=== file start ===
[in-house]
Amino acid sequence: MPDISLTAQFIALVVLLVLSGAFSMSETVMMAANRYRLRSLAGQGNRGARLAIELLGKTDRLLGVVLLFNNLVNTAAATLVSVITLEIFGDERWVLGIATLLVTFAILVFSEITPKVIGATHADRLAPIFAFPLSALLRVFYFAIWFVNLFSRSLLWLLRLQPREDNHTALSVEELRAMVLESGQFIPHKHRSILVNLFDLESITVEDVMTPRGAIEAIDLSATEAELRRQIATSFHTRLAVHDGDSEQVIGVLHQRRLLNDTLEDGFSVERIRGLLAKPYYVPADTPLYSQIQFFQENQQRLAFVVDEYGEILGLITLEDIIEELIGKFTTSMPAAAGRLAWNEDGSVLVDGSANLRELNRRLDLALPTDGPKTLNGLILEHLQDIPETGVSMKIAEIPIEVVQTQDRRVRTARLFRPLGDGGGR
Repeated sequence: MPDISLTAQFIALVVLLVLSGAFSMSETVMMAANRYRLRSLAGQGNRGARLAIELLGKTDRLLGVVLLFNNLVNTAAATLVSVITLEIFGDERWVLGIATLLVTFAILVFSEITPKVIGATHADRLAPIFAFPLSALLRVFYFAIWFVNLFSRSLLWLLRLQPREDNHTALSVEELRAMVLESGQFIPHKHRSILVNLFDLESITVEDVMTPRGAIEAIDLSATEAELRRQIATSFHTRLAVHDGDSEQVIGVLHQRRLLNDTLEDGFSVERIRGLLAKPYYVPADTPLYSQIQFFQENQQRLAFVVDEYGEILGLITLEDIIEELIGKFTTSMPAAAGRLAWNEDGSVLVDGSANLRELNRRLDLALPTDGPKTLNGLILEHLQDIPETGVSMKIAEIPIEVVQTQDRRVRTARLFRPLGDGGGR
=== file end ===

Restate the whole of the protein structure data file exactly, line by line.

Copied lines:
[in-house]
Amino acid sequence: MPDISLTAQFIALVVLLVLSGAFSMSETVMMAANRYRLRSLAGQGNRGARLAIELLGKTDRLLGVVLLFNNLVNTAAATLVSVITLEIFGDERWVLGIATLLVTFAILVFSEITPKVIGATHADRLAPIFAFPLSALLRVFYFAIWFVNLFSRSLLWLLRLQPREDNHTALSVEELRAMVLESGQFIPHKHRSILVNLFDLESITVEDVMTPRGAIEAIDLSATEAELRRQIATSFHTRLAVHDGDSEQVIGVLHQRRLLNDTLEDGFSVERIRGLLAKPYYVPADTPLYSQIQFFQENQQRLAFVVDEYGEILGLITLEDIIEELIGKFTTSMPAAAGRLAWNEDGSVLVDGSANLRELNRRLDLALPTDGPKTLNGLILEHLQDIPETGVSMKIAEIPIEVVQTQDRRVRTARLFRPLGDGGGR
Repeated sequence: MPDISLTAQFIALVVLLVLSGAFSMSETVMMAANRYRLRSLAGQGNRGARLAIELLGKTDRLLGVVLLFNNLVNTAAATLVSVITLEIFGDERWVLGIATLLVTFAILVFSEITPKVIGATHADRLAPIFAFPLSALLRVFYFAIWFVNLFSRSLLWLLRLQPREDNHTALSVEELRAMVLESGQFIPHKHRSILVNLFDLESITVEDVMTPRGAIEAIDLSATEAELRRQIATSFHTRLAVHDGDSEQVIGVLHQRRLLNDTLEDGFSVERIRGLLAKPYYVPADTPLYSQIQFFQENQQRLAFVVDEYGEILGLITLEDIIEELIGKFTTSMPAAAGRLAWNEDGSVLVDGSANLRELNRRLDLALPTDGPKTLNGLILEHLQDIPETGVSMKIAEIPIEVVQTQDRRVRTARLFRPLGDGGGR